The Cell (2000) was the first film from Tarsem Singh. The idea of a therapist entering the dream terrain of a killer had been done before but what Tarsem brought to the film was his unique and extraordinary artist’s eye that transformed the mental landscape into a uniquely surreal environment. On the other hand, The Cell 2 has all the presentiment of disaster about it – a no-name cast, a director who had only previously worked as a tv producer and directed episodes of 24 (2001-10), and a direct-to-video release. It gives the impression of a group of producers having obtained the rights to a nearly decade dead title and quickly jumped in to exploit any memory that people might have had of the original.
Still, one reasoned, even if someone were setting out to copy Tarsem’s visuals even on a B-budget, they couldn’t go too far wrong could they? Wrong! It becomes increasingly apparent that the director and scriptwriters of The Cell 2 may not have even seen the original film, so little do they attempt to copy either Tarsem’s visual style or follow on from the plot of the therapist entering into dream terrain. In the opening scenes, we are introduced to Tessie Santiago as replacement for the first film’s heroine Jennifer Lopez. With thorough and utter disappointment, she is no longer a therapist entering into dreams but simply a run of the mill psychic following psychometric clues to lead the FBI to the killer’s lair.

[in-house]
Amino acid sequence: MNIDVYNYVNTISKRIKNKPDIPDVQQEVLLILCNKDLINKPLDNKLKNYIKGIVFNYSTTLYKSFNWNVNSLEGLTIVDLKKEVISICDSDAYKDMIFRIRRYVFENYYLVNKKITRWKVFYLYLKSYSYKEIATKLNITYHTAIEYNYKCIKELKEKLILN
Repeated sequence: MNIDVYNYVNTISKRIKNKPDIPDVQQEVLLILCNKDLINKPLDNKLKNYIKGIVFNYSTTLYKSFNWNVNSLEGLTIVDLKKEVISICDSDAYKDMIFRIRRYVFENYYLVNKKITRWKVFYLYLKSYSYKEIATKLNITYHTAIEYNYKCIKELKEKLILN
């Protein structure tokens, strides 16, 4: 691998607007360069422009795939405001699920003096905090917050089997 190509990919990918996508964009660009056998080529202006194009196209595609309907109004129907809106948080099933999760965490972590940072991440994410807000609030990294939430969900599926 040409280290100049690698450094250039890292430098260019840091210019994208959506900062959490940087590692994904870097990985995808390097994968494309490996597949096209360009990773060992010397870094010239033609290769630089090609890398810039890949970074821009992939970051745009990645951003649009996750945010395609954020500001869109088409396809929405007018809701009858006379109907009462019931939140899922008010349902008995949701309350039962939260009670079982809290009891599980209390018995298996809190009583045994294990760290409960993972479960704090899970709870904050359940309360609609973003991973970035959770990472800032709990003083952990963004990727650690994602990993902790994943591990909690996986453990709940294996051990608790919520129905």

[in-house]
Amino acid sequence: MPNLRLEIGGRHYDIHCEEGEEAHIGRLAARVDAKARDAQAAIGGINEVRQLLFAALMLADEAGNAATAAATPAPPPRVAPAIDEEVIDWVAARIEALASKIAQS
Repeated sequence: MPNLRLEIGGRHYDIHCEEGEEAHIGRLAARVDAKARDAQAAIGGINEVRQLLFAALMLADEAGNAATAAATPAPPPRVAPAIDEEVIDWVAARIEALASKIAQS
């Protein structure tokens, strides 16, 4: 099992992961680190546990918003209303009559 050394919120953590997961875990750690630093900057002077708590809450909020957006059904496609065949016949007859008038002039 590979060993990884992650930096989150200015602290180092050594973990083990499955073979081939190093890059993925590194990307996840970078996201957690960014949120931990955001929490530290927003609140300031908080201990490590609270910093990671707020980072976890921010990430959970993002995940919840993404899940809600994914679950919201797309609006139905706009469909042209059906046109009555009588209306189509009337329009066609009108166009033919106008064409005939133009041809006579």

Even on its own terms, The Cell 2 has some interesting ideas that could have worked – the killer being aware of the heroine inside his head and taunting her, even being able to destroy her memories and blank out his own face. The killer is given the interesting m.o. of taking delight in killing his victims and then bringing them back to life and how the heroine is someone who underwent this six times, the trauma of which caused her to develop psychic powers. However, Tim Iocafano’s utterly routine handling and Frank Whaley’s silly and over-the-top performance as the killer ruin all possibilities. It makes The Cell 2 go from a potentially interesting dream terrain film to a run of the mill variant on the psychic with a link to the head of a serial killer plot that we have seen in films such as Eyes of Laura Mars (1978), Double Exposure (1981), Fear (1990), Hideaway (1995), A Deadly Vision (1997), After Alice (1999) and In Dreams (1999).